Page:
Brain-to-brain interface allows rats to communicate telepathically (video)
A pair of rats, thousands of miles apart, was able to successfully communicate information directly using their brains. The lab of Dr. Miguel Nicolelis at Duke University has recently published these findings in a paper that details the use of real-time Brain-to-Brain Interface Technology (BTBI) in rats. The results of this study suggest that science is bringing us ever closer to the reality of ‘telepathic communication.’For this study, pairs of rats were trained to function as an ‘encoder – decoder’ pair. Within this pair, the encoder rat was implanted with an array of recording electrodes, and the decoder rat was implanted with an array of stimulating electrodes – a technique known as Intracortical Micro Stimulation (ICMS). These electrode arrays were implanted either in primary motor or sensory cortex, but were always implanted in the same region of each rat pair.
Once implanted, the encoder rats were trained to do a series of simple motor or sensory tasks, such as pressing the left side of a lever in response to a specific pattern of flashing lights (motor task), or in response to a particular size of hole (sensory task). Their brain signals during the performance of this task were recorded. Similarly, the decoded rats were trained to perform the same tasks in response to different patterns of stimulation received via the implanted array. For the decoder rat, however, this training process was not instantaneous. According to reports from Dr. Nicolelis to the BBC News, “[It] takes about 45 days of training an hour a day. There is a moment in time when… it clicks. Suddenly the [decoder] animal realises: ‘Oops! The solution is in my head. It’s coming to me’ and he gets it right.”
Following training, the encoder decoder pairs were then connected in real-time, with brain signals corresponding to the actions of the encoder rat being converted into stimulation patterns delivered to the decoder rat. The encoder rat was then rewarded not only if it performed the task correctly, but also if the decoder rat was able to perform the task correctly as well. The result of this was that the encoder rat was able to influence the behaviour of the decoder rat such that they made the same choice approximately 70% of the time. This transfer of information was possible even at great distances. Furthermore, the behaviour of the encoder-decoder pair was different from that of simply a computer-decoder pair, which suggests that the cooperative interaction between two neural networks formed a complex network with effects above and beyond those of a simple linear system.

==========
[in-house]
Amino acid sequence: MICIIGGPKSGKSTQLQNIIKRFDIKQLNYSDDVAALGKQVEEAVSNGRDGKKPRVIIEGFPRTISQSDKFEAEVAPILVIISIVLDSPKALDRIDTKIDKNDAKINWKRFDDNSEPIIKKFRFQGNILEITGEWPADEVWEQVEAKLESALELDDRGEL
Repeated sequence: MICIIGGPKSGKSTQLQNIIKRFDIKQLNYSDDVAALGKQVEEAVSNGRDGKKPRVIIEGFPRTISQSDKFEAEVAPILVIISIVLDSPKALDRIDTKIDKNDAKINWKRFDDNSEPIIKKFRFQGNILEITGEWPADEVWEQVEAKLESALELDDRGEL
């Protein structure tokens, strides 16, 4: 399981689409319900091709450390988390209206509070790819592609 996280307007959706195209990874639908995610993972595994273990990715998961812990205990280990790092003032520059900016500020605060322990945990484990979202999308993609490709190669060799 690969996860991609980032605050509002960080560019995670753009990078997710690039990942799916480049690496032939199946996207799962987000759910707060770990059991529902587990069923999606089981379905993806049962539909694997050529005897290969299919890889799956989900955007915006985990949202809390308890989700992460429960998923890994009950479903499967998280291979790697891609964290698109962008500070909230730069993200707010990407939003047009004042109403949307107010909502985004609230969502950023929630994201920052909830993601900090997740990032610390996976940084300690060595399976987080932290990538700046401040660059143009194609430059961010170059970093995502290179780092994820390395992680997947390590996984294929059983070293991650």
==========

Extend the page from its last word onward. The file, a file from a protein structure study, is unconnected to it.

Professor James at Warwick University, the creator of the human Brain-To-Brain interface, commented that “It’s an exciting paper which basically shows that it is possible to take information out of the brain, and it is possible to take information and pump it into the brain.” However, as he points out, it will be a long time before such an invasive procedure is permissible in humans, and scalp surface electrodes do not yet have the capacity to transfer sufficiently detailed information.